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Overview

This American masterpiece is a profound inquiry into character, faith, and the nature of perception and is now available in a Penguin enriched eBook classic.


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Moby-Dick: A Penguin Enriched eBook Classic

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Overview

This American masterpiece is a profound inquiry into character, faith, and the nature of perception and is now available in a Penguin enriched eBook classic.


Read More Show Less

Product Details

  • ISBN-13: 9781101100431
  • Publisher: Penguin Group (USA)
  • Publication date: 6/16/2009
  • Sold by: Penguin Group
  • Format: eBook
  • Pages: 720
  • Sales rank: 669,519
  • File size: 2 MB

Meet the Author


Nathaniel Philbrick grew up in Pittsburgh, Pennsylvania, and earned a BA in English from Brown University and an MA in America Literature from Duke University, where he was a James B. Duke Fellow. He was Brown University’s first Intercollegiate All-American sailor in 1978, the same year he won the Sunfish North Americans in Barrington, RI. After working as an editor at Sailing World magazine, he wrote and edited several books about sailing, including The Passionate Sailor, Second Wind, and Yaahting: A Parody.  

 

In 1986, Philbrick moved to Nantucket with his wife Melissa and their two children. In 1994, he published his first book about the island’s history, Away Off Shore, followed by a study of the Nantucket’s native legacy, Abram’s Eyes. He was the founding director of Nantucket’s Egan Maritime Institute and is still a research fellow at the Nantucket Historical Association. 



In 2000, Philbrick published the New York Times bestseller In the Heart of the Sea, which won the National Book Award for nonfiction. The book is the basis of the forthcoming Warner Bros. motion picture “Heart of the Sea,” directed by Ron Howard and starring Chris Hemsworth, Cillian Murphy, Brendan Gleeson, Benjamin Walker, Ben Wishaw, and Tom Holland, which is scheduled for release in March, 2015. The book also inspired a 2001 Dateline special on NBC as well as the 2010 two-hour PBS American Experience film “Into the Deep” by Ric Burns.

 

His next book was Sea of Glory, published in 2003, which won the Theodore and Franklin D. Roosevelt Naval History Prize and the Albion-Monroe Award from the National Maritime Historical Society. The New York Times Bestseller Mayflower was a finalist for both the 2007 Pulitzer Prize in History and the Los Angeles Times Book Award, won the Massachusetts Book Award for nonfiction, and was named one the ten Best Books of 2006 by the New York Times Book Review. Mayflower is currently in development as a limited series on FX.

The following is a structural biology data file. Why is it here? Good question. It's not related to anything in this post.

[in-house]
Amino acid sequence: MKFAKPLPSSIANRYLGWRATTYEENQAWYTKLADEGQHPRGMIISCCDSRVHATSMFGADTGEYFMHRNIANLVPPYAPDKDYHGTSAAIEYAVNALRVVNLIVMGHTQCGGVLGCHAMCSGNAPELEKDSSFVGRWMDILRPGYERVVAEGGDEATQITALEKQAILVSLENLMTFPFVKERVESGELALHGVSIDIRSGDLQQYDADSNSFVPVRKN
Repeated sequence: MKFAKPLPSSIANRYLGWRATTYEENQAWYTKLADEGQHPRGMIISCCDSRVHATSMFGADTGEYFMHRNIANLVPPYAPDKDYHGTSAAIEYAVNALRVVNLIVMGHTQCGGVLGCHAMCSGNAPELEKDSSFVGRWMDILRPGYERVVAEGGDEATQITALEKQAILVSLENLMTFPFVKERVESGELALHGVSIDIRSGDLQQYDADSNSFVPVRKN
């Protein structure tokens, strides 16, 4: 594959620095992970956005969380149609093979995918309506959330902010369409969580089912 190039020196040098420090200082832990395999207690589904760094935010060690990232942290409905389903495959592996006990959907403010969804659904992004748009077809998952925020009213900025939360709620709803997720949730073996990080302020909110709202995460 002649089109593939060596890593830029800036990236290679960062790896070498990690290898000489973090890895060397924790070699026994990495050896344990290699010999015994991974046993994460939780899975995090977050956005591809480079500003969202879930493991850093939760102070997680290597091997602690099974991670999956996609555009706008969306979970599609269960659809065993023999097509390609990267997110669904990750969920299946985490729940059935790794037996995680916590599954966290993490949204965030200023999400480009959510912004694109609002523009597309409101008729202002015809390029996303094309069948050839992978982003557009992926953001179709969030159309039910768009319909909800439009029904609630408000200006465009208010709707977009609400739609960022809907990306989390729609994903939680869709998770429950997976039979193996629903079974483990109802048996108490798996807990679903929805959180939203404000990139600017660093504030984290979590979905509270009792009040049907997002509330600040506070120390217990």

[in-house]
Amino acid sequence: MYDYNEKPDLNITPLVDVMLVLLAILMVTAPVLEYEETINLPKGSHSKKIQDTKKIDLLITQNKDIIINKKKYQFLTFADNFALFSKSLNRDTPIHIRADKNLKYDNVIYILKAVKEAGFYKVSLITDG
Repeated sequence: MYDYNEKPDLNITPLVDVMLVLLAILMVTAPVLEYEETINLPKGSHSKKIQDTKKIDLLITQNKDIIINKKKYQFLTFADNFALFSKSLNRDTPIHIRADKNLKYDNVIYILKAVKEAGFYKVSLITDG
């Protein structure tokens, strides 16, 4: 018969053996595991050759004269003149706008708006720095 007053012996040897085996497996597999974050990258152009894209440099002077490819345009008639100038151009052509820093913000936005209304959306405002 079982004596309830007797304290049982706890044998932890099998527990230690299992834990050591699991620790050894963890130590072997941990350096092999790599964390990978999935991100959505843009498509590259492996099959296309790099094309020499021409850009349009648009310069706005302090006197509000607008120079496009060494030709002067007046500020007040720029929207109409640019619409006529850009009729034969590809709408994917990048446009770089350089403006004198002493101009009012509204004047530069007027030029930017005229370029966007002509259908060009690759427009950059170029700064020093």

In 2010, he published the New York Times bestseller The Last Stand, which was named a New York Times Notable book, a 2010 Montana Book Award Honor Book, and a 2011 ALA Notable Book. Philbrick was an on-camera consultant to the two-hour PBS American Experience film “Custer’s Last Stand” by Stephen Ives. The book is currently being adapted for a ten-hour, multi-part television series. The audio book for Philbrick’s Why Read Moby-Dick? (2011) made the ALA's Listen List in 2012 and was a finalist for the New England Society Book Award.

 

Philbrick’s latest New York Times bestseller, Bunker Hill:  A City, a Siege, a Revolution, was published in 2013 and was awarded both the 2013 New England Book Award for Non-Fiction and the 2014 New England Society Book Award. Bunker Hill won the 2014 book award from the Society of Colonial Wars, and has been optioned by Warner Bros. for feature film adaptation with Ben Affleck attached to direct.

 

Philbrick has also received the Byrne Waterman Award from the Kendall Whaling Museum, the Samuel Eliot Morison Award for distinguished service from the USS Constitution Museum, the Nathaniel Bowditch Award from the American Merchant Marine Museum, the William Bradford Award from the Pilgrim Society, and the Boston History Award from the Bostonian Society. He was named the 2011 Cushing Orator by the American Association of Neurological Surgeons and has an honorary doctorate from the Massachusetts Maritime Academy, where he delivered the commencement address in 2009.